Cutter, a well-loved former Casa ESL teacher, recently left Texas for 2 years to travel to Colombia with the Peace Corps. We are very proud of Cutter and the positive change he is making in our world. Our ESL Coordinator asked Cutter a few questions about his experience volunteering at Casa Marianella, and we are pleased to share his insightful answers with you today!
What do you love about teaching ESL at Casa?
More than anything else, I love the sense of community. At Casa, there’s not a division between students and teachers. As soon as you enter Casa, you are woven into Casa’s fabric. The class wants you to be there, they look forward to you being there. The students make this possible: they’re not only eager to learn English, but to learn about you and laugh with you. Many of them come to class after a long day’s work, but they’re eager to share in a vibrant atmosphere. This attitude is cultivated by the staff. Because they care so much about their residents, it frees the students to care about each other and invest in relationships. Even in the midst of traumatic journeys and pasts, the staff find a way to grow the hope in each resident, and build relationships with each other and with Austin.
How has the experience affected you?
Of the many things I have learned, one of the most important is how to be a better team player. Each of my co-teachers are so wonderful in their own right, with their own unique skill sets and approaches, that I have learned how to lean on them instead of trying to do everything on my own. Knowing that Omar’s self-deprecating humor can bring out responses from even the shyest of residents, and knowing that Juan’s lively explanations can simplify challenging concepts not only pushes me to work more collaboratively in my class, but also pushes me to be a better teacher. There are few places where I have felt the Spirit’s movement as consistently as I have at Casa. Charity, generosity, and compassion fill each room, each conversation in a way that can’t help but point you to the existence of a higher power. For many God’s presence is just a concept, but because of Casa I have a visceral and abiding knowledge that God loves the people of the world, and that he shows his love through the love that we show others.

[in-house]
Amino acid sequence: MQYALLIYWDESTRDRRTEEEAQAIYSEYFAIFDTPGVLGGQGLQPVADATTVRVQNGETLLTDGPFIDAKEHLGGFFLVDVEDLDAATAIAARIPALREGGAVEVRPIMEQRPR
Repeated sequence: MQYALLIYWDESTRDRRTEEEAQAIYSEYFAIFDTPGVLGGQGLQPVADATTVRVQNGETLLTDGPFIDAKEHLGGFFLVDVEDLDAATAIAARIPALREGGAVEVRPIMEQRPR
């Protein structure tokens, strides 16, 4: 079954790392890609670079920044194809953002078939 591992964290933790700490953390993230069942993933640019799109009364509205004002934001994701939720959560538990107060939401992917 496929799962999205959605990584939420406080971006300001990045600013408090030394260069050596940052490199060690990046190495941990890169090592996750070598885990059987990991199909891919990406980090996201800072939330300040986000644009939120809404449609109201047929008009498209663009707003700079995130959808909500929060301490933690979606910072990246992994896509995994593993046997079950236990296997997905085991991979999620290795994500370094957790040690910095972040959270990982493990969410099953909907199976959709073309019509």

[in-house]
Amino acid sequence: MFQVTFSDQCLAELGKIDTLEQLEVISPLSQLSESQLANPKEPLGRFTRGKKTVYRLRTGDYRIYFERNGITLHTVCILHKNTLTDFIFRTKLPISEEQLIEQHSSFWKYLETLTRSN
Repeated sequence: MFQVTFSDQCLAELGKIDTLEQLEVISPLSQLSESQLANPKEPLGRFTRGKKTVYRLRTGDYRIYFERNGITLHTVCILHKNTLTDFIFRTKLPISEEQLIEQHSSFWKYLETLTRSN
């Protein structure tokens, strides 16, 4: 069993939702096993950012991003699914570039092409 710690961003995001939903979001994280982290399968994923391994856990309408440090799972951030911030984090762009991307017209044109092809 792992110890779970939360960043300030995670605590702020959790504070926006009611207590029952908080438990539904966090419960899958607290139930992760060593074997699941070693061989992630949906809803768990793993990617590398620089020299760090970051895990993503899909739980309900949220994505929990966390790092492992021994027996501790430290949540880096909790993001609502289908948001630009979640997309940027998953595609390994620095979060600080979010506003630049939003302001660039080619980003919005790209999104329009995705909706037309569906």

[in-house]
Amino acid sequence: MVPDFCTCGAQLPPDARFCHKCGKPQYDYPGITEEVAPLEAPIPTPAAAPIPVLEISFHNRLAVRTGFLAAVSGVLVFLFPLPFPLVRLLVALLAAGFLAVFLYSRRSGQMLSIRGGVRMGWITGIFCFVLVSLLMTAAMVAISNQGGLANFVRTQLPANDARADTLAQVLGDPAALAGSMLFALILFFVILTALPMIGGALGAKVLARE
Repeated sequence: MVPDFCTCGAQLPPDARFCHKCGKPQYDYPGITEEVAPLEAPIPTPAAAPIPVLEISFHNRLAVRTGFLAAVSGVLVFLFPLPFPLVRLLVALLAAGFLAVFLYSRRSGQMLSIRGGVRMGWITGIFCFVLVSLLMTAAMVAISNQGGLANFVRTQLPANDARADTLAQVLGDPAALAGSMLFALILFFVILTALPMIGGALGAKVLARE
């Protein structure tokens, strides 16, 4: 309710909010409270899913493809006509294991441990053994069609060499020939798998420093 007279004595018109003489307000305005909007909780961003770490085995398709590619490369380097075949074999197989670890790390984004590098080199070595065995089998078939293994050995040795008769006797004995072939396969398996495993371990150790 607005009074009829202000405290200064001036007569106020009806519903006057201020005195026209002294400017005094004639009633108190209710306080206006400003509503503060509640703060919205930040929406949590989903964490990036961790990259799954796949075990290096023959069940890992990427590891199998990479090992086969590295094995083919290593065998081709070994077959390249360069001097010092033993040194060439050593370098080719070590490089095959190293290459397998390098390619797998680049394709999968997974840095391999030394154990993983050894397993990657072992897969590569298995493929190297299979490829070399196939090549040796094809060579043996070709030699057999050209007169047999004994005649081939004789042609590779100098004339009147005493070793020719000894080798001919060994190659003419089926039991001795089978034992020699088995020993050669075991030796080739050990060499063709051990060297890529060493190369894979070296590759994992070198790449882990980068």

What are you most proud of in relation to your teaching?
I think my co-teachers and I take the most pride in lessons that bring out excitement in students. If we can find a lesson that draws out a willingness to share, we call that a good day. Our favorite lesson, one we repeat each term, is a hypothetical trip through the grocery store. We split the class into teams, who have to come up with examples of meats, vegetables, grains, etc. that they need to make their favorite food. Every time, we hear interesting responses: vegetables found only in Cameroon, meats from the street markets of Tegucigalpa, that we’ve never heard of before. Our students can take ownership over their culture and teach the class about their food. They take pride in being ambassadors of their culture, and we often go over time because students are so eager to tell each other about their favorite cuisine.
Any stories, anecdotes, or moments you’d like to share?
The best story has been seeing William’s English progression. When he first came to Casa, he wouldn’t speak in class. He would use the translator on his phone to search for words. About a month ago, Omar and I had a one on one class with William. Not only could he answer our responses in complete sentences, but he also made a few jokes! It was incredible to see the amount of progress that he’s made in the language in such a short time, and it’s all thanks to the wonderful staff and volunteers at Casa!
Thank you for you contributions to our residents and the immigrant community in Austin, Cutter!